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Optical research and the effective treatment of cataracts

Research on the structure of the eye's lens is leading to significant improvements in the treatment of cataracts.

Professor Barbara Pierscionek and her team have discovered that the optical structure may be very different from what was initially thought. Rather than being smooth, as had previously been assumed, the eye lens' gradient of density appears to be stepped and may develop rather like the rings in a tree trunk. This is due to the way proteins are distributed in the lens. This new insight into the way the eye grows may lead to major improvements in synthetic lenses used in surgery to treat patients who have developed cataracts.

Cataracts can occur at any age, but the most common cataracts develop with age. In the United Kingdom, an estimated one in three people over the age of 65 is affected. Smoking and Ultraviolet (UV) radiation are thought to be causes and cataracts can also occur in people with diseases such as diabetes. The condition may gradually make vision more blurred and make it difficult to see in poor light. Treatment usually involves replacing the affected lens with an artificial one.

Artificial replacements do not currently match the quality of real biological lenses. Professor Pierscionek's research aims to develop improved implants with better optics and with the ability to change focus to give patients vision that more closely mimics the natural eye.

The eye's lens fine-tunes its focussing to adjust for distance

eyes lens fine tunes


Japan's SPring-8 Synchrotron Facility

Professor Pierscionek carried out much of her Japan's SPring-8 Synchrotron Facilitymost recent research at Japan's SPring-8 synchrotron facility, one of the most powerful experimental X-ray sources in the world. These X-rays can penetrate parts of the body and soft tissue better than other forms of radiation, allowing engineers and scientists to look deeply into anything from metal to bacteria. When taking measurements it is important to keep the sample as close as possible to its natural state. The synchrotron is so sophisticated that it allows lenses to be measured while they are still in the eyeball.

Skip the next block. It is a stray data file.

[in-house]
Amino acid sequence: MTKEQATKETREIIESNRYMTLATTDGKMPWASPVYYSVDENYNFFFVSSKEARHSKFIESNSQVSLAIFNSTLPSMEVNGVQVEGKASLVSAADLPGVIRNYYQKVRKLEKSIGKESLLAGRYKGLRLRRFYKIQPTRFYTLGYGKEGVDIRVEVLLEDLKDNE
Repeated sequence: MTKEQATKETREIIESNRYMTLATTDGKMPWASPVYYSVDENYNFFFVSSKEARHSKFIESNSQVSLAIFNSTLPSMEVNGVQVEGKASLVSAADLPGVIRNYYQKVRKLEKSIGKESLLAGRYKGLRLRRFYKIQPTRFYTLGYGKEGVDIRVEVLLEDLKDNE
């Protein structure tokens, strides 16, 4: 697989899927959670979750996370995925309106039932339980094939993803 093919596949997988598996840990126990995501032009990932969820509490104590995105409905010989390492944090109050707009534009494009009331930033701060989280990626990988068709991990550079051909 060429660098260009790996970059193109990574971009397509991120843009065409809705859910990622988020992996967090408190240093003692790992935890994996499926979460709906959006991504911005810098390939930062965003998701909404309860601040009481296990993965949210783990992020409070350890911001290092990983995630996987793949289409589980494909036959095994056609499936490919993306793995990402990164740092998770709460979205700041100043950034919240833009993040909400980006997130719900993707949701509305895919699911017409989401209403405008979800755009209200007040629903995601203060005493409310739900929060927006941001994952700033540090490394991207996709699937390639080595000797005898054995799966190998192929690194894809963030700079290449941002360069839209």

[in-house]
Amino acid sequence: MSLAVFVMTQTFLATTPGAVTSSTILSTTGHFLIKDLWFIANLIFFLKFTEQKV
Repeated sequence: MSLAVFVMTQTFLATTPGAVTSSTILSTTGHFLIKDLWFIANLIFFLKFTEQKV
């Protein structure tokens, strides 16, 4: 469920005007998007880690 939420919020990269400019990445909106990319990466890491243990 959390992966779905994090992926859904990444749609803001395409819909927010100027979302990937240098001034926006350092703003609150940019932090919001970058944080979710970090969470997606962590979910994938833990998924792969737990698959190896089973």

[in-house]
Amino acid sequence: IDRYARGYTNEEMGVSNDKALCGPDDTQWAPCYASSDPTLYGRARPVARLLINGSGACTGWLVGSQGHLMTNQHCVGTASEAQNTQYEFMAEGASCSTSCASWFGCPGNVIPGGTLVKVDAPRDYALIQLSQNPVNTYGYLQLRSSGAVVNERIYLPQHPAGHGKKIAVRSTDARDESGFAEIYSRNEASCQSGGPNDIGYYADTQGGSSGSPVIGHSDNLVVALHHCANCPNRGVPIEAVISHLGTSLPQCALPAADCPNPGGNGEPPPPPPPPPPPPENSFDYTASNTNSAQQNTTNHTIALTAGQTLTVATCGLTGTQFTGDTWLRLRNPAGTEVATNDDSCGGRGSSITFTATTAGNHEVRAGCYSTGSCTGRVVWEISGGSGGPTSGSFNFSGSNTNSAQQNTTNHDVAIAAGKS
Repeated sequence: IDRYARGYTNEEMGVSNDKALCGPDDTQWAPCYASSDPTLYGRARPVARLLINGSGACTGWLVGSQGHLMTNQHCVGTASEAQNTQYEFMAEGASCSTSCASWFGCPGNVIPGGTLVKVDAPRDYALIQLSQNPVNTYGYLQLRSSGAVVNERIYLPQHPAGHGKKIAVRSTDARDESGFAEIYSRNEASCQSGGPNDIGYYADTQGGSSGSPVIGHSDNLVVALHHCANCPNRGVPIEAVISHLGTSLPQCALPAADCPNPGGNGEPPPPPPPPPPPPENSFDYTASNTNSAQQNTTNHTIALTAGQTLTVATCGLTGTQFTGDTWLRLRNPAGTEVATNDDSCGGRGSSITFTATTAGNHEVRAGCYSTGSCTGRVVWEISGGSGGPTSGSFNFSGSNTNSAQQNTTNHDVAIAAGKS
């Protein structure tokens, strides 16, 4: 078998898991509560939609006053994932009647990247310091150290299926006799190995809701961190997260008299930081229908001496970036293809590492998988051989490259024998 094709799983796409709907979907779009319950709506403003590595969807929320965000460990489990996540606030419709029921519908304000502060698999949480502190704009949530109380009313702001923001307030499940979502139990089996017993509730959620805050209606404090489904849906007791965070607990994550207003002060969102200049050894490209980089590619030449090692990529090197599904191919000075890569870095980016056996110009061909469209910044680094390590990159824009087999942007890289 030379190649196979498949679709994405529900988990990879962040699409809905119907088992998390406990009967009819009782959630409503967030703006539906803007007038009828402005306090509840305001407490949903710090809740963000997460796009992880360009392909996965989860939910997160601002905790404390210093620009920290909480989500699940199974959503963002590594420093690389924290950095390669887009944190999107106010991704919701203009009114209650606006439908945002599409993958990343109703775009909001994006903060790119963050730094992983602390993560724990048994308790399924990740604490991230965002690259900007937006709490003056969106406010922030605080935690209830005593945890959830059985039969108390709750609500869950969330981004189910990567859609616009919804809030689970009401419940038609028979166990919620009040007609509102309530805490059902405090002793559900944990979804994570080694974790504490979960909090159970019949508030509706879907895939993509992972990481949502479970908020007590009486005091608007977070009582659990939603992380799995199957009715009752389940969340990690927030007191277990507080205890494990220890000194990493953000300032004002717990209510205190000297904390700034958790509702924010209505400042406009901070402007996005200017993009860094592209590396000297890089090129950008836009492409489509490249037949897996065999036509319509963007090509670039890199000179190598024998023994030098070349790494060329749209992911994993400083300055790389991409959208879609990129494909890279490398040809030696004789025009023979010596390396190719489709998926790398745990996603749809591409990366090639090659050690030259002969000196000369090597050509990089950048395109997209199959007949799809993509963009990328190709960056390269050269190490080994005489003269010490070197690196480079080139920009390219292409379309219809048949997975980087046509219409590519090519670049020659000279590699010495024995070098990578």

Further analysis is now being carried out in laboratories at Kingston University by Professor Pierscionek and Dr Mehdi Bahrami, using ray tracing and mathematical modelling. The work involves projecting lasers of different colours through different parts of the lens to trace their paths. The information will then be used to help develop lenses with improved optical quality.

Professor Pierscionek, the Associate Dean of Research and Enterprise at Kingston's Faculty of Science, Engineering and Computing, has devoted two decades to researching the eye's lens. Her work has explored its biochemical, optical and mechanical properties. Since the lens is one of the few organs in the body that does not replenish itself, it is a model for ageing. As Professor Pierscionek concludes, "The lens has the capacity to reveal what has happened to a person throughout their life and to tell us about their disease state. The lens is the key to a lot of things – my research aims to unlock its full potential."

Research Partners

This research has been conducted in collaboration with scientists from the SPring-8 facility and Cardiff University. It is being funded by eye research charity Fight for Sight as well as grants from SPring-8, which has provided use of the synchrotron

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